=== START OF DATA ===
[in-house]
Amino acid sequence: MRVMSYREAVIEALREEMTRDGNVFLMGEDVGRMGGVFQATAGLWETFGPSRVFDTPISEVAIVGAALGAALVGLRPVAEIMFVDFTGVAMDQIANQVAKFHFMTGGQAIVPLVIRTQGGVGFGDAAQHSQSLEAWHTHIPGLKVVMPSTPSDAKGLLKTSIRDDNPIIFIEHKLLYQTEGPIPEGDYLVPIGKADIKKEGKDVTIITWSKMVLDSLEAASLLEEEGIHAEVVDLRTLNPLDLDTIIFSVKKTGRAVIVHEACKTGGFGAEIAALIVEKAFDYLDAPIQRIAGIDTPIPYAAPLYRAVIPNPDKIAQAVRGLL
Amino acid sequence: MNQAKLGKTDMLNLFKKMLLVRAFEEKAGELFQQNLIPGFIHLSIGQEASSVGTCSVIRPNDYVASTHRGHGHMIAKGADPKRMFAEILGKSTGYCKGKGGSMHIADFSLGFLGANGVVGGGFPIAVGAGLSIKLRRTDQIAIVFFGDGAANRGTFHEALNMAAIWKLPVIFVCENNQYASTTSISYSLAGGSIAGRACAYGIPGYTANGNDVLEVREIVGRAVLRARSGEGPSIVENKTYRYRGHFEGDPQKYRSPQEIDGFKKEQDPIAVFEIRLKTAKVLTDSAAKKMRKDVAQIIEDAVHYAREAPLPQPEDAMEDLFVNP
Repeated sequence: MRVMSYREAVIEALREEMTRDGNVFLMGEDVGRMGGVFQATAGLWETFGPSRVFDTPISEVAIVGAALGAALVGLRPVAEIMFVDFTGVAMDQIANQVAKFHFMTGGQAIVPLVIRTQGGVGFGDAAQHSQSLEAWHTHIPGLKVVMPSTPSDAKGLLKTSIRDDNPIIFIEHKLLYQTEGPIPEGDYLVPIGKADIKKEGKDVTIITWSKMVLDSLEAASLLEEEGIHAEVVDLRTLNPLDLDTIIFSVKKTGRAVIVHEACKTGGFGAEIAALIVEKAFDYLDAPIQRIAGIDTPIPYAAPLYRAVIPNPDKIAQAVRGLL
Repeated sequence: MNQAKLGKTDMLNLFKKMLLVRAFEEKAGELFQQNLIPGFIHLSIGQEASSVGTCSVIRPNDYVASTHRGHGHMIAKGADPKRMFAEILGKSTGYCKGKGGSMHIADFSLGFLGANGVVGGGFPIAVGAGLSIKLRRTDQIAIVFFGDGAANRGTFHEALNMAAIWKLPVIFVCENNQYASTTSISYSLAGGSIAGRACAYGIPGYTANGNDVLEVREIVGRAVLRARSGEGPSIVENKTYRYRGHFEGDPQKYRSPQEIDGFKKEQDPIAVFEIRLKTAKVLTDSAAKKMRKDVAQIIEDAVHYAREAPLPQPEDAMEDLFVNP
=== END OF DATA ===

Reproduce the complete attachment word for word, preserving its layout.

[in-house]
Amino acid sequence: MRVMSYREAVIEALREEMTRDGNVFLMGEDVGRMGGVFQATAGLWETFGPSRVFDTPISEVAIVGAALGAALVGLRPVAEIMFVDFTGVAMDQIANQVAKFHFMTGGQAIVPLVIRTQGGVGFGDAAQHSQSLEAWHTHIPGLKVVMPSTPSDAKGLLKTSIRDDNPIIFIEHKLLYQTEGPIPEGDYLVPIGKADIKKEGKDVTIITWSKMVLDSLEAASLLEEEGIHAEVVDLRTLNPLDLDTIIFSVKKTGRAVIVHEACKTGGFGAEIAALIVEKAFDYLDAPIQRIAGIDTPIPYAAPLYRAVIPNPDKIAQAVRGLL
Amino acid sequence: MNQAKLGKTDMLNLFKKMLLVRAFEEKAGELFQQNLIPGFIHLSIGQEASSVGTCSVIRPNDYVASTHRGHGHMIAKGADPKRMFAEILGKSTGYCKGKGGSMHIADFSLGFLGANGVVGGGFPIAVGAGLSIKLRRTDQIAIVFFGDGAANRGTFHEALNMAAIWKLPVIFVCENNQYASTTSISYSLAGGSIAGRACAYGIPGYTANGNDVLEVREIVGRAVLRARSGEGPSIVENKTYRYRGHFEGDPQKYRSPQEIDGFKKEQDPIAVFEIRLKTAKVLTDSAAKKMRKDVAQIIEDAVHYAREAPLPQPEDAMEDLFVNP
Repeated sequence: MRVMSYREAVIEALREEMTRDGNVFLMGEDVGRMGGVFQATAGLWETFGPSRVFDTPISEVAIVGAALGAALVGLRPVAEIMFVDFTGVAMDQIANQVAKFHFMTGGQAIVPLVIRTQGGVGFGDAAQHSQSLEAWHTHIPGLKVVMPSTPSDAKGLLKTSIRDDNPIIFIEHKLLYQTEGPIPEGDYLVPIGKADIKKEGKDVTIITWSKMVLDSLEAASLLEEEGIHAEVVDLRTLNPLDLDTIIFSVKKTGRAVIVHEACKTGGFGAEIAALIVEKAFDYLDAPIQRIAGIDTPIPYAAPLYRAVIPNPDKIAQAVRGLL
Repeated sequence: MNQAKLGKTDMLNLFKKMLLVRAFEEKAGELFQQNLIPGFIHLSIGQEASSVGTCSVIRPNDYVASTHRGHGHMIAKGADPKRMFAEILGKSTGYCKGKGGSMHIADFSLGFLGANGVVGGGFPIAVGAGLSIKLRRTDQIAIVFFGDGAANRGTFHEALNMAAIWKLPVIFVCENNQYASTTSISYSLAGGSIAGRACAYGIPGYTANGNDVLEVREIVGRAVLRARSGEGPSIVENKTYRYRGHFEGDPQKYRSPQEIDGFKKEQDPIAVFEIRLKTAKVLTDSAAKKMRKDVAQIIEDAVHYAREAPLPQPEDAMEDLFVNP